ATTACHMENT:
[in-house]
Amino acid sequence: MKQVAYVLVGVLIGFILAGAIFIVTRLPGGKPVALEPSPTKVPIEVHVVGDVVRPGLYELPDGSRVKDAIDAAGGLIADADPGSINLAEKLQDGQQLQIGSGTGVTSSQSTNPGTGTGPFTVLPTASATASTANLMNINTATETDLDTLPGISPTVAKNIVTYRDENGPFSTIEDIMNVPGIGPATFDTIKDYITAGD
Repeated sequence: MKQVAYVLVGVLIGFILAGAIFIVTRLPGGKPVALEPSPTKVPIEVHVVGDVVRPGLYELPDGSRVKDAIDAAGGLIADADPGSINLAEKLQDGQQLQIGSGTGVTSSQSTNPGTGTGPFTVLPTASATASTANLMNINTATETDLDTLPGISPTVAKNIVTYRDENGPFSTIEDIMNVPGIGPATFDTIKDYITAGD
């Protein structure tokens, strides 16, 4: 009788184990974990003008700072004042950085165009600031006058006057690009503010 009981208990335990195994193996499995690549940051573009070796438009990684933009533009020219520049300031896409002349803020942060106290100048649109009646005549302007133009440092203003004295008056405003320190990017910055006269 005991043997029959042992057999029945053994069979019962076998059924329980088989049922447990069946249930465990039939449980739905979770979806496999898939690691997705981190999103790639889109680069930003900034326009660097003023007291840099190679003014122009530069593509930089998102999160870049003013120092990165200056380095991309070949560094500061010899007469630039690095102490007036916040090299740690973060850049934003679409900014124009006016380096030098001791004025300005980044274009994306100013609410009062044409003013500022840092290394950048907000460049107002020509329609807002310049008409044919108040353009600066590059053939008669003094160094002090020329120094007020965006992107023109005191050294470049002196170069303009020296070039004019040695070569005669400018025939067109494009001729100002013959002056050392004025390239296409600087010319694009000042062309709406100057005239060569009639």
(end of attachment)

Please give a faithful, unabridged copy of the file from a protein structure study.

[in-house]
Amino acid sequence: MKQVAYVLVGVLIGFILAGAIFIVTRLPGGKPVALEPSPTKVPIEVHVVGDVVRPGLYELPDGSRVKDAIDAAGGLIADADPGSINLAEKLQDGQQLQIGSGTGVTSSQSTNPGTGTGPFTVLPTASATASTANLMNINTATETDLDTLPGISPTVAKNIVTYRDENGPFSTIEDIMNVPGIGPATFDTIKDYITAGD
Repeated sequence: MKQVAYVLVGVLIGFILAGAIFIVTRLPGGKPVALEPSPTKVPIEVHVVGDVVRPGLYELPDGSRVKDAIDAAGGLIADADPGSINLAEKLQDGQQLQIGSGTGVTSSQSTNPGTGTGPFTVLPTASATASTANLMNINTATETDLDTLPGISPTVAKNIVTYRDENGPFSTIEDIMNVPGIGPATFDTIKDYITAGD
């Protein structure tokens, strides 16, 4: 009788184990974990003008700072004042950085165009600031006058006057690009503010 009981208990335990195994193996499995690549940051573009070796438009990684933009533009020219520049300031896409002349803020942060106290100048649109009646005549302007133009440092203003004295008056405003320190990017910055006269 005991043997029959042992057999029945053994069979019962076998059924329980088989049922447990069946249930465990039939449980739905979770979806496999898939690691997705981190999103790639889109680069930003900034326009660097003023007291840099190679003014122009530069593509930089998102999160870049003013120092990165200056380095991309070949560094500061010899007469630039690095102490007036916040090299740690973060850049934003679409900014124009006016380096030098001791004025300005980044274009994306100013609410009062044409003013500022840092290394950048907000460049107002020509329609807002310049008409044919108040353009600066590059053939008669003094160094002090020329120094007020965006992107023109005191050294470049002196170069303009020296070039004019040695070569005669400018025939067109494009001729100002013959002056050392004025390239296409600087010319694009000042062309709406100057005239060569009639």